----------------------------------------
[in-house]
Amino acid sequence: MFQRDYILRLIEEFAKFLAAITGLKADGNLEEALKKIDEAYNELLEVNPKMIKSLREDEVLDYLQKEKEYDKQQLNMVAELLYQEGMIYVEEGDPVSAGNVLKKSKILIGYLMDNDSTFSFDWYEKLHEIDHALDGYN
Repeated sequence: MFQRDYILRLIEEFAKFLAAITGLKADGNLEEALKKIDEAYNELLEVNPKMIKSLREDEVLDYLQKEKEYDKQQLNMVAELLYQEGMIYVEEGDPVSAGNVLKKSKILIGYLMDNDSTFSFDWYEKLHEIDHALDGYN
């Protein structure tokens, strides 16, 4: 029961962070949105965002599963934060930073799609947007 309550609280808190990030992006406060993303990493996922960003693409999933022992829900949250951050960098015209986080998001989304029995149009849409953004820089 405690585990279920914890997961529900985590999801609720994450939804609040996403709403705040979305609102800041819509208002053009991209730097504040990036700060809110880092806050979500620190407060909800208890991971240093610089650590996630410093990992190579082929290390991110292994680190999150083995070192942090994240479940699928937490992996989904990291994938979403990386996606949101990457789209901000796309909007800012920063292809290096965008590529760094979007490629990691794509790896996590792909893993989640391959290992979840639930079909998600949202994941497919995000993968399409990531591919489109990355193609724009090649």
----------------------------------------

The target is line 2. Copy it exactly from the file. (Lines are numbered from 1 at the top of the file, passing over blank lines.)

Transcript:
Amino acid sequence: MFQRDYILRLIEEFAKFLAAITGLKADGNLEEALKKIDEAYNELLEVNPKMIKSLREDEVLDYLQKEKEYDKQQLNMVAELLYQEGMIYVEEGDPVSAGNVLKKSKILIGYLMDNDSTFSFDWYEKLHEIDHALDGYN